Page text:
Operation Dry Water’ means enhanced BWI enforcementJun 30, 2018 09:16AM ● By Editor
Minnesota Department of Natural Resources conservation officers and hundreds of other public safety officers will ramp up patrols for intoxicated boaters this weekend, June 29 to July 1.
The enhanced efforts to curb alcohol- and drug-related boating accidents and deaths are part of Operation Dry Water, a nationwide campaign now in its tenth year of highlighting the dangers of boating under the influence of drugs and alcohol and the strict penalties for boating while intoxicated (BWI).
In Minnesota and across the nation, BWI is the leading contributing factor in boating accidents and fatalities. Of the 12 fatal boating accidents that occurred last year in Minnesota, six involved alcohol. Over the past five years, alcohol has been a factor in about 44 percent of boating fatalities.
“People who operate a boat under the influence of alcohol or drugs are a danger to themselves and other boaters,” said Lt. Adam Block, DNR Enforcement boating law administrator. “We have zero tolerance for anyone found operating a boat while under the influence.
While failure to wear life jackets is the reason the majority of fatal boating accidents turn deadly, being intoxicated often is what causes people to end up in the water in the first place. The legal blood alcohol limit for boaters is .08, but public safety officials encourage boaters to leave alcohol on shore and boat sober on “dry water.
The Operation Dry Water enhanced enforcement weekend takes place each year just before the Fourth of July, a holiday when BWI-related accidents and deaths tend to spike. Last year in Minnesota, conservation officers arrested five boaters for boating under the influence during the three-day Operation Dry Water.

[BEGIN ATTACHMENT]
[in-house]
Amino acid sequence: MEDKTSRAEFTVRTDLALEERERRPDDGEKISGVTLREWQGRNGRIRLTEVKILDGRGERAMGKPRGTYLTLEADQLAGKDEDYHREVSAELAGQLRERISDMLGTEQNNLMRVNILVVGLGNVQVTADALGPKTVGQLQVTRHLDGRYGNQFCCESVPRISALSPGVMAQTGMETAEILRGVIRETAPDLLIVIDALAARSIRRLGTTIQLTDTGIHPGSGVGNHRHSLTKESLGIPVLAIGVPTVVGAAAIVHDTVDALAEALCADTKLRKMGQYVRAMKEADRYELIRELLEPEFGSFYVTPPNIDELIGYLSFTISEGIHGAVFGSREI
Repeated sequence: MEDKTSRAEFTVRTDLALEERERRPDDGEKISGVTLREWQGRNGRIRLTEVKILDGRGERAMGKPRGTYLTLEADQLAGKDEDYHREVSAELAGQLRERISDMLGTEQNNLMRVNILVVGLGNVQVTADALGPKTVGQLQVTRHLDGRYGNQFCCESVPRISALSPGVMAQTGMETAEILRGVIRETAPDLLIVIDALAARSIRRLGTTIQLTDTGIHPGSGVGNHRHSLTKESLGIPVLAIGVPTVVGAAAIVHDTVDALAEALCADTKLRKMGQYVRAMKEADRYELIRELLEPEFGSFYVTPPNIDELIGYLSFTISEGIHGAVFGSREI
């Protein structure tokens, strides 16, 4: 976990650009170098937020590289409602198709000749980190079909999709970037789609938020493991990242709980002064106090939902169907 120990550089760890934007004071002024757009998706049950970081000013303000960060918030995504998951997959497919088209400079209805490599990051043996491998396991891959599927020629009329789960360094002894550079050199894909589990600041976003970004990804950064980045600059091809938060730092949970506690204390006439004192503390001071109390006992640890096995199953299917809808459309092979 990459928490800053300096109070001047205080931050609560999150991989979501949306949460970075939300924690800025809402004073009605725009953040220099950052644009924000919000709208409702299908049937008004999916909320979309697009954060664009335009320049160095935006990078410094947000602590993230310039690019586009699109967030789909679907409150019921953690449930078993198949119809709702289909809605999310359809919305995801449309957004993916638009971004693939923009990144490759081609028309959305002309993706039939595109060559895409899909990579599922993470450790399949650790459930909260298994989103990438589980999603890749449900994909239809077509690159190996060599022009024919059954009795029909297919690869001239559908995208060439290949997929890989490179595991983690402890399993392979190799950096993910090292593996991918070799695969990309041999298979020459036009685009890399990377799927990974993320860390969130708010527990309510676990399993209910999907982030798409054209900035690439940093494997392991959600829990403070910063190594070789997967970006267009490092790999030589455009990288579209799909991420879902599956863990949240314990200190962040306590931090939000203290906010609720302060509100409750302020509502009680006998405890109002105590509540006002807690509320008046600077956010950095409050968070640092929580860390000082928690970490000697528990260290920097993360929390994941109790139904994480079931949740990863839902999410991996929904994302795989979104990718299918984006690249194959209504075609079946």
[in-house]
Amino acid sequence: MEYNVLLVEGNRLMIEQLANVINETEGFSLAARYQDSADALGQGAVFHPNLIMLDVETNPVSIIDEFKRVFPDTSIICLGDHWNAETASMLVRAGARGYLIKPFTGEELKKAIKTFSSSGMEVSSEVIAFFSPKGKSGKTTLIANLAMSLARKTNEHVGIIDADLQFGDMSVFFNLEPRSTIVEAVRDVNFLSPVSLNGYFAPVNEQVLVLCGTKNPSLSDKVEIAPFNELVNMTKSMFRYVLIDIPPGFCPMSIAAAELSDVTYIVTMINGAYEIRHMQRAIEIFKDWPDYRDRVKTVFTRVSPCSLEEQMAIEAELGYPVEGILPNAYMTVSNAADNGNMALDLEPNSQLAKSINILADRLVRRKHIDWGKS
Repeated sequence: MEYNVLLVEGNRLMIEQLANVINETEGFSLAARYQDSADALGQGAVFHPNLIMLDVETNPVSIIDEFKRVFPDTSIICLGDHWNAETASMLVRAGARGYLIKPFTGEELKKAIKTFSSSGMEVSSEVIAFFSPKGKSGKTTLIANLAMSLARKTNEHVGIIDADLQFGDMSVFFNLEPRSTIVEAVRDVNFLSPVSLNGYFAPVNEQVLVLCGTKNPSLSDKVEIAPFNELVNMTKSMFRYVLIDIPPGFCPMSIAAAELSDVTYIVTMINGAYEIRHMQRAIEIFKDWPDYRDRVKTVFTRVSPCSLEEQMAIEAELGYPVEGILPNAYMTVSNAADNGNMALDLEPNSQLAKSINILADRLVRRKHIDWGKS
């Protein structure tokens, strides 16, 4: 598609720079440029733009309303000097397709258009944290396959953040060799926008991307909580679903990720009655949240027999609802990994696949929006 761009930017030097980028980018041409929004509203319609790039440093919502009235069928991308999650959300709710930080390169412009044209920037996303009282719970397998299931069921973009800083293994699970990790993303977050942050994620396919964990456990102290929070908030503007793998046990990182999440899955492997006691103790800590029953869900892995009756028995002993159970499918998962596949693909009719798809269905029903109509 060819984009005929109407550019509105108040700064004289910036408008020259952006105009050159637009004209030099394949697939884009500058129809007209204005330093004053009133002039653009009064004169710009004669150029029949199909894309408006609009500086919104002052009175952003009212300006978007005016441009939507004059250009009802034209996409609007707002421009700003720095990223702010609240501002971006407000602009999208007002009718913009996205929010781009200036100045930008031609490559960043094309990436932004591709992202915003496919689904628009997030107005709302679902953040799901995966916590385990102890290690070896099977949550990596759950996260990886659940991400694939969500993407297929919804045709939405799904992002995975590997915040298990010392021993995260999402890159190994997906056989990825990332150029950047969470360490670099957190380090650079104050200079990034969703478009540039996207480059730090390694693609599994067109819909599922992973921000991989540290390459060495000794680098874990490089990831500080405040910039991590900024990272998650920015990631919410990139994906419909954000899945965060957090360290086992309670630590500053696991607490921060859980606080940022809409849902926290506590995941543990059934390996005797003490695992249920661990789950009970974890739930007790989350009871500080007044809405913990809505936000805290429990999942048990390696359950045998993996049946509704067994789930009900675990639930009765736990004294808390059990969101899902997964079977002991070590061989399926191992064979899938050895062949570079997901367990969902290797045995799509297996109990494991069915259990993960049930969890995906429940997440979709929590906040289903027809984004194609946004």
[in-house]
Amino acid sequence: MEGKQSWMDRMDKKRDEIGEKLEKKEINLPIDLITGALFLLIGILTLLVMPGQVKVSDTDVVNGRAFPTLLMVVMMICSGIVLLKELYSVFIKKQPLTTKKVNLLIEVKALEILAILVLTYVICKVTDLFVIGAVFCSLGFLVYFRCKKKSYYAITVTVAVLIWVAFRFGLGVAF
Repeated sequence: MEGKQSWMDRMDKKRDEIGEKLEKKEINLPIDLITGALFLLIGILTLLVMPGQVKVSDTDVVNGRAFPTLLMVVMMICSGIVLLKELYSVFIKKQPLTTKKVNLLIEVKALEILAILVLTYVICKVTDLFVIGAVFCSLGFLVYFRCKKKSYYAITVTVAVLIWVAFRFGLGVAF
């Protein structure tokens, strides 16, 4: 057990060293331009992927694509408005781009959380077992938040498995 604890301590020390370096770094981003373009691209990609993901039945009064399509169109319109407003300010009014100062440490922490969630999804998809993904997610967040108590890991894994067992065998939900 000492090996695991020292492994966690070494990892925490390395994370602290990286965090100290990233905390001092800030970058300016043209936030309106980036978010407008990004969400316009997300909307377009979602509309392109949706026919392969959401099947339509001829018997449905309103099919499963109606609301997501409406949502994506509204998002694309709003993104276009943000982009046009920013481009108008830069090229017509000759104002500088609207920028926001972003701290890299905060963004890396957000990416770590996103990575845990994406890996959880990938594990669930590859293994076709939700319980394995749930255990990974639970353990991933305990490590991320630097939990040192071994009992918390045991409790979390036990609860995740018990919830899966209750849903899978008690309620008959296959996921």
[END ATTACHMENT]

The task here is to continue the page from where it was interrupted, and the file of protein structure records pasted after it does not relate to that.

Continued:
Minnesota has some of the strongest BWI laws in the country, which should send a message to boaters about the seriousness with which officers take intoxicated boating, Block said.
Boaters convicted of BWI face fines up to $1,000 for a first offense, possible jail time, impoundment of their boat and trailer, and the loss of boat-operating privileges for the first 90 days during the boating season. Intoxicated boaters with prior BWI convictions, who have a child under 16 years old on board, or who have a blood alcohol content of 0.16 may be charged with a gross misdemeanor or felony crime and subjected to higher monetary fines, mandatory jail time, loss of driver’s license, loss of vehicle plates, and forfeiture of their boat and trailer.
Operation Dry Water activities are sponsored by the National Association of Boating Law Administrators in partnership with the U.S. Coast Guard.